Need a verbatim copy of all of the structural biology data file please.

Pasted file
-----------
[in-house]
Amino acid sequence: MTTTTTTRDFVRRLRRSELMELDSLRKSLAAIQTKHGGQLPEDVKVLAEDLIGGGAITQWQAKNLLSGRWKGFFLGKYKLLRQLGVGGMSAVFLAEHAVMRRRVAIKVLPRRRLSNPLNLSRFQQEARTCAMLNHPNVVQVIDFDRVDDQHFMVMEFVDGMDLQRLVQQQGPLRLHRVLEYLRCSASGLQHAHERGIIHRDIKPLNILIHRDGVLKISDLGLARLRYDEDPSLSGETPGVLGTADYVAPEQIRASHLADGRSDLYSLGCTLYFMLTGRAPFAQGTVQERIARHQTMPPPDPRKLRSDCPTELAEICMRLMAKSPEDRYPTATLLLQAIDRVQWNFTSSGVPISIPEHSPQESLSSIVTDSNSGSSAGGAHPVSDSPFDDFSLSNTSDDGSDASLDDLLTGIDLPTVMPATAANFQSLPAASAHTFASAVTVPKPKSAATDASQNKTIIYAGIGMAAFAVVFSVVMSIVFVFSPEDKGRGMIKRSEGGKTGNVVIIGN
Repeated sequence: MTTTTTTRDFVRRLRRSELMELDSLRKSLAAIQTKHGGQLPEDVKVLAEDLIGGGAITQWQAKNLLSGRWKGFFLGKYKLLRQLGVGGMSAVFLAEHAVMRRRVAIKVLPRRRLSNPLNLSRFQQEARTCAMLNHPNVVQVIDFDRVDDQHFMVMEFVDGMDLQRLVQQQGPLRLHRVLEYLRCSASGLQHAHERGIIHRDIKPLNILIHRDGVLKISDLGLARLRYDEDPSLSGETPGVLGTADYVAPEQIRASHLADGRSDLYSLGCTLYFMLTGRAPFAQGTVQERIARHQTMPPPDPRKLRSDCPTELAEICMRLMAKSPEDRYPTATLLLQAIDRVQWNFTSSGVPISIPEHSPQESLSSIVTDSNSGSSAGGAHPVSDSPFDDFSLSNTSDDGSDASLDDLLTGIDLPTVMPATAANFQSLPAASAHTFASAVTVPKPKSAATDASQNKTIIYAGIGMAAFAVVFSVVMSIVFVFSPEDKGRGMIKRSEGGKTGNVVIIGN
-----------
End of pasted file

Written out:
[in-house]
Amino acid sequence: MTTTTTTRDFVRRLRRSELMELDSLRKSLAAIQTKHGGQLPEDVKVLAEDLIGGGAITQWQAKNLLSGRWKGFFLGKYKLLRQLGVGGMSAVFLAEHAVMRRRVAIKVLPRRRLSNPLNLSRFQQEARTCAMLNHPNVVQVIDFDRVDDQHFMVMEFVDGMDLQRLVQQQGPLRLHRVLEYLRCSASGLQHAHERGIIHRDIKPLNILIHRDGVLKISDLGLARLRYDEDPSLSGETPGVLGTADYVAPEQIRASHLADGRSDLYSLGCTLYFMLTGRAPFAQGTVQERIARHQTMPPPDPRKLRSDCPTELAEICMRLMAKSPEDRYPTATLLLQAIDRVQWNFTSSGVPISIPEHSPQESLSSIVTDSNSGSSAGGAHPVSDSPFDDFSLSNTSDDGSDASLDDLLTGIDLPTVMPATAANFQSLPAASAHTFASAVTVPKPKSAATDASQNKTIIYAGIGMAAFAVVFSVVMSIVFVFSPEDKGRGMIKRSEGGKTGNVVIIGN
Repeated sequence: MTTTTTTRDFVRRLRRSELMELDSLRKSLAAIQTKHGGQLPEDVKVLAEDLIGGGAITQWQAKNLLSGRWKGFFLGKYKLLRQLGVGGMSAVFLAEHAVMRRRVAIKVLPRRRLSNPLNLSRFQQEARTCAMLNHPNVVQVIDFDRVDDQHFMVMEFVDGMDLQRLVQQQGPLRLHRVLEYLRCSASGLQHAHERGIIHRDIKPLNILIHRDGVLKISDLGLARLRYDEDPSLSGETPGVLGTADYVAPEQIRASHLADGRSDLYSLGCTLYFMLTGRAPFAQGTVQERIARHQTMPPPDPRKLRSDCPTELAEICMRLMAKSPEDRYPTATLLLQAIDRVQWNFTSSGVPISIPEHSPQESLSSIVTDSNSGSSAGGAHPVSDSPFDDFSLSNTSDDGSDASLDDLLTGIDLPTVMPATAANFQSLPAASAHTFASAVTVPKPKSAATDASQNKTIIYAGIGMAAFAVVFSVVMSIVFVFSPEDKGRGMIKRSEGGKTGNVVIIGN